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Why RTW Travel Doesn’t Need to be a Rich, White Thing

The wildly popular website, Stuff White People Like, has an article entitled: “Taking a Year Off.” It details the trend among rich Caucasians to flee the daily grind and jaunt around the world for a year, always thinking that they are the first to concoct such a brilliant idea.

“Give them a FAKE email address before they leave!” warns the site, or you will get nonstop annoying emails bragging about how great international beer is!

Funny and true. Indeed, there are a zillion rich White backpackers roaming this wide world, braggingly blogging about their country-to-country exploits. Silly bloggers! (Blush.)


1. Class: Why travel isn’t just for the rich.

If a wanderlusty soul follows several smart rules of budget travel, ‘Round the World voyaging is often LESS expensive than staying at home.

Some of these budget travel tips are:

  • Stick to inexpensive “Developing Countries” (ex: most of Southeast Asia and Latin America, parts of Africa, and sections of Eastern Europe).
  • Especially in more expensive countries, use free accommodation exchanges like and friends of friends.
  • Spend some time volunteering, which can usually help cut your costs… and be wonderfully fulfilling!
  • Travel slowly, as the longer you stay somewhere, the cheaper your big costs like flights even out to be.
  • Embrace free or cheap tourism methods such as wandering, versus pricey tours.

Despite the effectiveness of these budget travel tips, I have been struck over these past eight months of travel by the infinitesimal number of American travelers on ‘Round the World trips. I believe a major reason for this lack of American long-term travelers is the faulty view in America that you have to be a freaking millionaire to travel.

Meanwhile, I’ve met traveler after traveler from Europe and Australia who saved enough money to circle the globe simply by being carpenters, grocery store clerks, firefighters, and teachers.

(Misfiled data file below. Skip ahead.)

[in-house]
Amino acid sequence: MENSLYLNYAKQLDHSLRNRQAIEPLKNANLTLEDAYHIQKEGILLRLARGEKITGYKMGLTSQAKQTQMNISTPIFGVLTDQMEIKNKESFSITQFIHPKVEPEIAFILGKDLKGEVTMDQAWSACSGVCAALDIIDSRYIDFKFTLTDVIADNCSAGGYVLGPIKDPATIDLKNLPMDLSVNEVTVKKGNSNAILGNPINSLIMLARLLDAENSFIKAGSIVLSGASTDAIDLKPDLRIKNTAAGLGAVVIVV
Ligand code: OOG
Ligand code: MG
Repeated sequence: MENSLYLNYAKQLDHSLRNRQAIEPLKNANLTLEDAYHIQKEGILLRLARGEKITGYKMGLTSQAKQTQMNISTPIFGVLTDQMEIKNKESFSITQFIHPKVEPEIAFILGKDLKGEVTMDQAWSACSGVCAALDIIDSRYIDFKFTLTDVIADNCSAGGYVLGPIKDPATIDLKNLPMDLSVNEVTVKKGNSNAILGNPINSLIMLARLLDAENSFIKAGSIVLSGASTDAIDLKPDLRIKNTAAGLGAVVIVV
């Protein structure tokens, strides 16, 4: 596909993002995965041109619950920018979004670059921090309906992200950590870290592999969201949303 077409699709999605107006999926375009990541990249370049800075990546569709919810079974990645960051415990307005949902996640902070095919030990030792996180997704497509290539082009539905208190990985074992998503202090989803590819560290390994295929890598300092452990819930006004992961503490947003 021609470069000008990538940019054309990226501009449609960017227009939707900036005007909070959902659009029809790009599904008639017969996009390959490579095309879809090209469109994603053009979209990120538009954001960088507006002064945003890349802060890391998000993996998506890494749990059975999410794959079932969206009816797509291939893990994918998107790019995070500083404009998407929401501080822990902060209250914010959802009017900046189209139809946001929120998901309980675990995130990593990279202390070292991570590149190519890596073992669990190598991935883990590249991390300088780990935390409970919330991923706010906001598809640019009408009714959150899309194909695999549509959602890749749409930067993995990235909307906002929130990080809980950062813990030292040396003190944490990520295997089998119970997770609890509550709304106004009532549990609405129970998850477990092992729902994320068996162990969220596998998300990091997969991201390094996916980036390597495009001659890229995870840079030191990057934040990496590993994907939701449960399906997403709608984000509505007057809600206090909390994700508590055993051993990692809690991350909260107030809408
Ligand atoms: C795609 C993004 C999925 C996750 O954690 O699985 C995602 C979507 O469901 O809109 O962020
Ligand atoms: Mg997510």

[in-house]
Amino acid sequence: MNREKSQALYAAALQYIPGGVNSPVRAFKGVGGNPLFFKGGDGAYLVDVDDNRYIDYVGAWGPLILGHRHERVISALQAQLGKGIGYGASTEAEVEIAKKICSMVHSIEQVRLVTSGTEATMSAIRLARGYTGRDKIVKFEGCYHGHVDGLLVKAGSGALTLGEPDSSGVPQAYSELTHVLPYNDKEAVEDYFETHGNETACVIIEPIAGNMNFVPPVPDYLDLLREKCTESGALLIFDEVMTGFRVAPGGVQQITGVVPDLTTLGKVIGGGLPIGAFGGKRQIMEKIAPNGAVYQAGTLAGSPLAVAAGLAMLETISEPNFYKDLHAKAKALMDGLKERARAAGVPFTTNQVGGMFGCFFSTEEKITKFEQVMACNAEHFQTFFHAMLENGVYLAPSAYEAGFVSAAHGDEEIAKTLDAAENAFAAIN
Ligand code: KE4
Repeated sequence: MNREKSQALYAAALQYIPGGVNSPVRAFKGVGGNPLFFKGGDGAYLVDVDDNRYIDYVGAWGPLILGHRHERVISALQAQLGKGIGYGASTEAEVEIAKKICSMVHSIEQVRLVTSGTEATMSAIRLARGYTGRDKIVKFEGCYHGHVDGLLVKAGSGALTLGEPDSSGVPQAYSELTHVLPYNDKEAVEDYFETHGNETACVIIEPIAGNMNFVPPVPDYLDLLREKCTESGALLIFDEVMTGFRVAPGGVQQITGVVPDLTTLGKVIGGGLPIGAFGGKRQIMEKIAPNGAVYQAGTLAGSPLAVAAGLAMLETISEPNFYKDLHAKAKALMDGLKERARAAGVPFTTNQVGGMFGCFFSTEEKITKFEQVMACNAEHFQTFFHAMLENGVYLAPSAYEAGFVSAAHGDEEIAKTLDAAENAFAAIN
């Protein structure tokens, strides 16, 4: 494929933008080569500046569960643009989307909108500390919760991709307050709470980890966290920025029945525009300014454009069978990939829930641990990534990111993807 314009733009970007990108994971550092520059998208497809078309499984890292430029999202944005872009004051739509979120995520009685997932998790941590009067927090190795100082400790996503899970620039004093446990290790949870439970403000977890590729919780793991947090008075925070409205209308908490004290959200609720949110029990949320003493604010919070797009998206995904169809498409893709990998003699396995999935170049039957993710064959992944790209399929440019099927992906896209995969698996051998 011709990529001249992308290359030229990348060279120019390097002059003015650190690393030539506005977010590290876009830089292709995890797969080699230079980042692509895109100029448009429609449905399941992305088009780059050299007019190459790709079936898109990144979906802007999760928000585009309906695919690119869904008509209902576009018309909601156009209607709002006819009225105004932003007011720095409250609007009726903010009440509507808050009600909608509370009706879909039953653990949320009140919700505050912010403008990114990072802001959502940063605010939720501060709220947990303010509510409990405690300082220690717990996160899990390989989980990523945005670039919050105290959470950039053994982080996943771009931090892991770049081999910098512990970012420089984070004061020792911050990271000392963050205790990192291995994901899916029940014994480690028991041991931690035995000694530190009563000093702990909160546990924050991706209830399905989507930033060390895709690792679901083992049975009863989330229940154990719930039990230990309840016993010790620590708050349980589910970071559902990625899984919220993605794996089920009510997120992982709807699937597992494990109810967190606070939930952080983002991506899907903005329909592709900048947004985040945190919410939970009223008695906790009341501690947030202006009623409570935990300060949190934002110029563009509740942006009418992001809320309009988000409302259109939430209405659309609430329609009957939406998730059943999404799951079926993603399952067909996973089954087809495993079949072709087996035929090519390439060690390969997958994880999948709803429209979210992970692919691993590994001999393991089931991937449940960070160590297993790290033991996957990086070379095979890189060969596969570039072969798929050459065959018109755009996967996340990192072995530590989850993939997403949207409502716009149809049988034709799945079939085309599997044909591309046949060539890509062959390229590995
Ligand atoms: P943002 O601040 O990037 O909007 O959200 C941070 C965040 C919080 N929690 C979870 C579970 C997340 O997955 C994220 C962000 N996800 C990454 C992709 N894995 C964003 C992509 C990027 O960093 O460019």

The snarky comment I received on my interview asking how big my trust fund was to finance this trip was just plain ignorant. There are now dozens and dozens of articles written about how hard work, planning, and sacrifices made this trip possible, and how such actions can fund YOUR trip, too, whether or not you are not Donald Trump. “Trust fund,” my foot! You do NOT need a trust fund to travel, oh uninformed haters!

For a newly revamped page chock-full of Budget Travel secrets, click here.

2. Race: Why travel should not be seen as a “White Thing,” and in fact, why it’s already not.

There is no reason why travel SHOULD be a White thing. All of the travelers of color I’ve run into have had a perfectly lovely time on the road, and none has regretted his or her decision to voyage abroad. Bit by bit, I believe the faces in world hostels will begin to reflect the rainbow of humanity.

But second, it is vital to understand that travel is in fact NOT a White thing, even now. To say that is to discount the influential travels of such travel bloggers as Brian Peters of, who is African-American, or Nellie Huang of, who is Asian. Both of these writers are well-traveled, widely-read, and deserve not to be whitewashed under assumptions about travel and race.

Further, it is illuminating to note that most of the Latino and Black Boston Public Schools students are more well-traveled than the average White American. Why? Because they frequently go back to the Dominican Republic, or Jamaica, or other homeland to reunite with family.

Though many BPS students came from a “low income” bracket, their families are always able to scrounge up the money for the flights, because they make overseas travel to see loved ones a priority. Where there is determination to do something, there is a way! Sure, such types of travel may not be a decadent year around the world, but all forms of travel drive learning and worldliness and are wonderful.

Here is another example of “Where there’s a will to travel there’s a way” that transcends race and class. The students and staff of Youth Creating Change of Ghana are neither millionaires, nor pale-skinned. None of them has ever left Ghana, and many of them have trouble even affording a $2 U.S.D. shared bus to the next town. And yet, through the power of hard work, persistence, and networking, sixteen of them (twelve students and four staff members) are on track for a three week educational exchange to London in August!